Dr. Avriel Licciardi, Associate Editor
With the urgency of the novel coronavirus (COVID-19) jolting scientific research into a hastened state, thousands of researchers have turned their focus to the pandemic and its associated impacts. Studies that once took months (or years) to execute and publish now take weeks or even days. The question is: how is this “high-speed science” manifesting itself?
Accelerated publication process
One way is through the innovation and adaptations of journals and publishers. Journals are seeing an unprecedented number of coronavirus-related submissions; for example, The New England Journal of Medicine saw up to 150 coronavirus submissions per day in May 2020. To accommodate the wealth of virus-related research, many journals have accelerated their review process to ensure credible publications are published at a vastly expedited pace. Furthermore, funding agencies, such as the National Institutes of Health, have prioritized the grant process in an effort to provide funding to researchers for study treatments, hospital care, vaccines and testing. These efforts aid the scientific community and public with defeating the virus; however, the urgent need for immediate dissemination of information related to COVID-19 has led researchers to explore a different form of publishing: preprints.
Preprint popularity amid the pandemic
While preprint servers have long been part of the scientific process, they have seen surging audiences and use regarding COVID-19 research throughout the past five months. Preprint servers allow researchers worldwide to post their findings (i.e., “preprints”) so that anyone, anywhere can access—in one place—thousands of new academic papers on topics such as the novel coronavirus. Importantly, preprint servers contain works or data that are not yet peer reviewed or accepted by traditional academic journals. As such, preprints have not undergone peer review, meaning that independent experts have not analyzed and critiqued the paper, thus leaving open the possibility for misinformation.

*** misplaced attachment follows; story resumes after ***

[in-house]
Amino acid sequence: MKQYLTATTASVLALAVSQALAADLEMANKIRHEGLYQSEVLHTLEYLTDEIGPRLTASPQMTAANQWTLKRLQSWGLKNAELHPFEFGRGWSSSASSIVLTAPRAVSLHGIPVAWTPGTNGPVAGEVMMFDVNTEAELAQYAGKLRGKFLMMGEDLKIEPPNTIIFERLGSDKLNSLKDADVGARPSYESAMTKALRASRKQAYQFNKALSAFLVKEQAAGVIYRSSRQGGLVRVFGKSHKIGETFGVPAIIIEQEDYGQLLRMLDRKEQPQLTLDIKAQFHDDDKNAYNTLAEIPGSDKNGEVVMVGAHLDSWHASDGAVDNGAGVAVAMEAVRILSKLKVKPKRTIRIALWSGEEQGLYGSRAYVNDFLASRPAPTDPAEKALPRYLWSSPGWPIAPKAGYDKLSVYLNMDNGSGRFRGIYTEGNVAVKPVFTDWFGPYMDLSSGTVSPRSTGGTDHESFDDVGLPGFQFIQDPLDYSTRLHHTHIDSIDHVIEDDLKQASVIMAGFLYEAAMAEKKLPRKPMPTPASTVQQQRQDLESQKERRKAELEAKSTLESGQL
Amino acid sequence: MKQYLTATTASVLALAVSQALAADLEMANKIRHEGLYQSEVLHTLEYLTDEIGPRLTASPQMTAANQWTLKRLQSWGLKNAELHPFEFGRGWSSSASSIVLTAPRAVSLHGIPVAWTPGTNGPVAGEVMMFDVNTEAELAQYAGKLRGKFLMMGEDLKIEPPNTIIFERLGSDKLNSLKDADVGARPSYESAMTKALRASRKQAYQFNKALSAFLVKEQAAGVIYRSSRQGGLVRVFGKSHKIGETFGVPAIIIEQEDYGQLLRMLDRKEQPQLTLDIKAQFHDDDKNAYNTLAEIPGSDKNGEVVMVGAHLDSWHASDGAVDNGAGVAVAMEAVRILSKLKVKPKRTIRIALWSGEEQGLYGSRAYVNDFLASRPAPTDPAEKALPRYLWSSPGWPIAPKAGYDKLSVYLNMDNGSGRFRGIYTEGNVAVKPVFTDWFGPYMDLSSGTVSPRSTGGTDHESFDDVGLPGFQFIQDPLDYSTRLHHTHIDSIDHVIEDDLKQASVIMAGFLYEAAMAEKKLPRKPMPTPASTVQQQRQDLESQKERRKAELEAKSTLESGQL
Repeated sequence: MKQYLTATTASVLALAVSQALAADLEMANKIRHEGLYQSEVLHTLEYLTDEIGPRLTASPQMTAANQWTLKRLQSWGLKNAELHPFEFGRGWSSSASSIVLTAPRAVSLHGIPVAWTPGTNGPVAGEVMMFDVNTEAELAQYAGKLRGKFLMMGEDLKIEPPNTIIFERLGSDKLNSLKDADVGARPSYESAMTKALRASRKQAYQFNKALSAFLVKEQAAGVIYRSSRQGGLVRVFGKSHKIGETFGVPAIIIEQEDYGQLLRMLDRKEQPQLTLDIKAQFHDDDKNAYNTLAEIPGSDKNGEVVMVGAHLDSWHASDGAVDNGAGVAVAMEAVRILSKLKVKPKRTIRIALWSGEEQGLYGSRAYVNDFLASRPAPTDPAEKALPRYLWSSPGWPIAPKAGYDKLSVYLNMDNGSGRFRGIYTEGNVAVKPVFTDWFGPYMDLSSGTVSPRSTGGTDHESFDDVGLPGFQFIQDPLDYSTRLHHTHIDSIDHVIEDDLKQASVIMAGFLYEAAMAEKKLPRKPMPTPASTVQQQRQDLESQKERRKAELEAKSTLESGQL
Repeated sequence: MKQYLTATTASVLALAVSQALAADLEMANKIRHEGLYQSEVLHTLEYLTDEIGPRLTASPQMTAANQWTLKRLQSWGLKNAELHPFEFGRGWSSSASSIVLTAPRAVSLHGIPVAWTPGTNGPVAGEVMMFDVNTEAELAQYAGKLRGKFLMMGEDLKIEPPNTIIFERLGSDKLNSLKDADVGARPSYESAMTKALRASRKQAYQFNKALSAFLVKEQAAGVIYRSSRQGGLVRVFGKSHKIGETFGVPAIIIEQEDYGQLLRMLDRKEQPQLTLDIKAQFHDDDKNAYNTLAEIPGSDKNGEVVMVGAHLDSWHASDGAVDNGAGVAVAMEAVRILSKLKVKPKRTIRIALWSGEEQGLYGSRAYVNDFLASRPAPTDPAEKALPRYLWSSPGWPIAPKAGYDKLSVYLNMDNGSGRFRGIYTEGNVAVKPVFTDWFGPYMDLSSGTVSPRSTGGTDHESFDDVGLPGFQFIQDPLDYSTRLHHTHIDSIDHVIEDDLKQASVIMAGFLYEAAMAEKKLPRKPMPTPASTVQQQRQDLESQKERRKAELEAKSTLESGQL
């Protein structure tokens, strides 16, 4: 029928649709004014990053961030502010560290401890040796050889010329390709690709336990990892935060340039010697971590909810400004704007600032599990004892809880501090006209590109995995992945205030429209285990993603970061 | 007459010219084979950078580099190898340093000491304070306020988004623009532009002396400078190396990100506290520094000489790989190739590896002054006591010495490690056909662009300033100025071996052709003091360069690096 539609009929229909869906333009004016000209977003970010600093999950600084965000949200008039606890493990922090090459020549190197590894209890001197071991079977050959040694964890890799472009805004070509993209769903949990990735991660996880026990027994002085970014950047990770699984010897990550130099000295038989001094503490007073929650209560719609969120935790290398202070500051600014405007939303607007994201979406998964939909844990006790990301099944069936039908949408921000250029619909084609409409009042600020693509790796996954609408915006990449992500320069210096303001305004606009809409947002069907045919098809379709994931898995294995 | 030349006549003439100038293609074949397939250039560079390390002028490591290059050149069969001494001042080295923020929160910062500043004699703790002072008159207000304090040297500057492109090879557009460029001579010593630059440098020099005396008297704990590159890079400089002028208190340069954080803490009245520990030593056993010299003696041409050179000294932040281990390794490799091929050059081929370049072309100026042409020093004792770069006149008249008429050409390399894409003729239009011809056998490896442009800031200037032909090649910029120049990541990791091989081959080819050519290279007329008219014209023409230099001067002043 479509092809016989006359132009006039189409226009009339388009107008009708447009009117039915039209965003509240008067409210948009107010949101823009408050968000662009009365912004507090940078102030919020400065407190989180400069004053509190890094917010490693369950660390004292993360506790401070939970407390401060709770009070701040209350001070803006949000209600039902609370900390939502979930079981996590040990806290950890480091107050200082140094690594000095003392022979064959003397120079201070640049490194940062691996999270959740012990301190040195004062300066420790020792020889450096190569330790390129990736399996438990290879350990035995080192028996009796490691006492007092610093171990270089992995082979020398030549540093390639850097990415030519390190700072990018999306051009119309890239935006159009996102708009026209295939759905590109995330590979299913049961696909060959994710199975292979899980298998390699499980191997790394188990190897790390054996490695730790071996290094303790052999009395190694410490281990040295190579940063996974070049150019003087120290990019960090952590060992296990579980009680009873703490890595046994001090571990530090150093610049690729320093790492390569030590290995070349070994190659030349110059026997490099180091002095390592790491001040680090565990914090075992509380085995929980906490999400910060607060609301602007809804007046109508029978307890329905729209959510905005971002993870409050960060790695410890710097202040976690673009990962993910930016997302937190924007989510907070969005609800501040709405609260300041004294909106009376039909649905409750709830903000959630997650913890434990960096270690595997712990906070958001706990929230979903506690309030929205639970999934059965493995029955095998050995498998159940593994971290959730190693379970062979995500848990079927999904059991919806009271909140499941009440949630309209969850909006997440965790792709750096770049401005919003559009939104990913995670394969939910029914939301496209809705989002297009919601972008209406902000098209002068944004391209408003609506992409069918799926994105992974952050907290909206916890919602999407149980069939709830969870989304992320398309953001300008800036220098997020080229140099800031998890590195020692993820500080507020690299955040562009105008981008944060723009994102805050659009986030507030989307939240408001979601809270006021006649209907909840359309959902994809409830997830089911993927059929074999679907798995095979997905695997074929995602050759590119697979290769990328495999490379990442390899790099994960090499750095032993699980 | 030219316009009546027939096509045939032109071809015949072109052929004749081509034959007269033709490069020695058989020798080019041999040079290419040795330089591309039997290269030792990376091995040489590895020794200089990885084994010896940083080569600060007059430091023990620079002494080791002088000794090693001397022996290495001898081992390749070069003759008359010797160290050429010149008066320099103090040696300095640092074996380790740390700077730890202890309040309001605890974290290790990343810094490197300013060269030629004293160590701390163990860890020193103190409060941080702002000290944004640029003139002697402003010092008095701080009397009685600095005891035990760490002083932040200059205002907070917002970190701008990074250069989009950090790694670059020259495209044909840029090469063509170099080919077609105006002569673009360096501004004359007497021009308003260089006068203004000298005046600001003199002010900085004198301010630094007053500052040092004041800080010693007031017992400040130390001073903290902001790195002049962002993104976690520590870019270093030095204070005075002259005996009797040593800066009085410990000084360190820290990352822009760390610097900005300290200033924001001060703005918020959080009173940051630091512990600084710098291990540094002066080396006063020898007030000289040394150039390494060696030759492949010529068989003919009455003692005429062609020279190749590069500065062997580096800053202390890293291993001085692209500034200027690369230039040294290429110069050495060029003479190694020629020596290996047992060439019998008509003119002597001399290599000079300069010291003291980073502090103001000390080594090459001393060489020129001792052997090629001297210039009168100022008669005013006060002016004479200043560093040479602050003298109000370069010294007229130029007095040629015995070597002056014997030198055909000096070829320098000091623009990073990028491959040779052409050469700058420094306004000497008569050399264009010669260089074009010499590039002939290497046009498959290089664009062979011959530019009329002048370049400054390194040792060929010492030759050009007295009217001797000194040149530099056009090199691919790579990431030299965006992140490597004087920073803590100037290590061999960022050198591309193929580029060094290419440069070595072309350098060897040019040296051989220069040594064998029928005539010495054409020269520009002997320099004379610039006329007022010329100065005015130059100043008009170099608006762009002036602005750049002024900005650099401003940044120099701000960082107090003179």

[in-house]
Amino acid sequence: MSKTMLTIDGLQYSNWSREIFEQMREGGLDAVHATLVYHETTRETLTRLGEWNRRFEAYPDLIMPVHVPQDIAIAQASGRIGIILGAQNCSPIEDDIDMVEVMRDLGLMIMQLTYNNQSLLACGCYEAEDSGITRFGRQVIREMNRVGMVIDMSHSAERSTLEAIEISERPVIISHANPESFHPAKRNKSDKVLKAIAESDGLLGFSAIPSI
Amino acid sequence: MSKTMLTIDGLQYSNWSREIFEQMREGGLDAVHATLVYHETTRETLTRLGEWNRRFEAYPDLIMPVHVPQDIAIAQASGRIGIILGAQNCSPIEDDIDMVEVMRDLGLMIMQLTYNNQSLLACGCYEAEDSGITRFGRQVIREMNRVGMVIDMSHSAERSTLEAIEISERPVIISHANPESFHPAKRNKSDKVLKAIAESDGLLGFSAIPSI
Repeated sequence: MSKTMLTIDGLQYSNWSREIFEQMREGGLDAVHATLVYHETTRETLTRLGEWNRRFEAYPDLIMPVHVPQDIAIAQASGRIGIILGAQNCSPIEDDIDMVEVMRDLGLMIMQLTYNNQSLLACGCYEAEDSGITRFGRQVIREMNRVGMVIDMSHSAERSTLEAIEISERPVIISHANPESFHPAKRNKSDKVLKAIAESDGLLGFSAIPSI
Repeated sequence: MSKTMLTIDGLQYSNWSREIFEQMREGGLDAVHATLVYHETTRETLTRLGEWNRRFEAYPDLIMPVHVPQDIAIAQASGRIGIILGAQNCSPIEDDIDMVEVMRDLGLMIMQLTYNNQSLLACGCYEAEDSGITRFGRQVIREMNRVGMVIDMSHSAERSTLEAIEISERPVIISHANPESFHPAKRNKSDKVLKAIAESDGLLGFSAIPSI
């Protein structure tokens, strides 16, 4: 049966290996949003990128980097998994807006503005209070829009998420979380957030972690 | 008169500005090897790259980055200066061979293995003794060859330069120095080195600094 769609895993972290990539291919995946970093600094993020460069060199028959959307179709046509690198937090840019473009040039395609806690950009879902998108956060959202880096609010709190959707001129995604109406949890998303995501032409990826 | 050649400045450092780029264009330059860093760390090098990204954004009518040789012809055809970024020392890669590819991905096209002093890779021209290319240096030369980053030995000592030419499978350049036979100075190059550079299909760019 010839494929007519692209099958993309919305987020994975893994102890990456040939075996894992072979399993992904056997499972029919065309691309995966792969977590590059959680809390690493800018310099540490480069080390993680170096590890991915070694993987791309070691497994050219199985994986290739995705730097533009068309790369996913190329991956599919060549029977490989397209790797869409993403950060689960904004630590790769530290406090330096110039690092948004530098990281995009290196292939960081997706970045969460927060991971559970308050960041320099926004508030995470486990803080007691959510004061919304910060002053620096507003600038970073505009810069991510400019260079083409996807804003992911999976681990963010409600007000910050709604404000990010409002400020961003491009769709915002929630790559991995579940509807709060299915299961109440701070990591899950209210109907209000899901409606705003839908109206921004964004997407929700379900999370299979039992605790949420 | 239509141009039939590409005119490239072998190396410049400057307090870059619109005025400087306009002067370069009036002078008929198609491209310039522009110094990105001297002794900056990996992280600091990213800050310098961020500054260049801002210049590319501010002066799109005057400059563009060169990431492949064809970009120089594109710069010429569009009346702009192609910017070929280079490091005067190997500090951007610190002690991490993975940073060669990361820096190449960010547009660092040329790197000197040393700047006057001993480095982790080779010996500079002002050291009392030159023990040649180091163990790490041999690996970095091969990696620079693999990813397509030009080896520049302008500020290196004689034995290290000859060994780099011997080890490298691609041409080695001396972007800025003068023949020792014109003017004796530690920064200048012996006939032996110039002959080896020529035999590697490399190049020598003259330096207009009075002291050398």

Benefits and concerns of online publishing platforms
The benefits of preprint servers are clear: speed and open access. Preprints rapidly add to important scientific discourse, which is a necessity during a pandemic. In contrast to traditional publishing models, where publishing can take several months or longer, posting a preprint is an instant way to share findings with colleagues and stake a claim on new insights. Preprints are also freely available to the public—in contrast to some journal articles—which can be hidden behind paywalls. Used responsibly, preprints have the potential to accelerate and improve research, inspiring collaborations and sharing preliminary (or final) results, with the possibility of increased feedback from the scientific community as well as the public.
While preprint servers operate as valuable platforms for disseminating knowledge, there are shortcomings, such as the potential for wider dissemination of poor-quality research, and incorrect or misleading information. Such issues can be particularly problematic during a pandemic, when the public relies on media outlets for accurate, up-to-date information. As such, concerns about journalists misinterpreting findings or excluding context critical to understanding a research study, and ultimately providing news coverage on questionable results, have increased. Efforts are being made to explain how journalists, scientists, and the public should use and interpret preprint results; in short, it is essential to understand the context of the science.
Collectively, all members of the scholarly community should be aware that there are benefits and challenges related to online publishing platforms, many of which are being brought to the surface amid the pandemic. The debate about the usefulness and ultimate role of online publishing platforms is still ongoing and will continue to evolve in scholarly publishing.
Looking to read more about preprints? "What are preprint servers and what is their role in scholarly publishing?" covers the basics.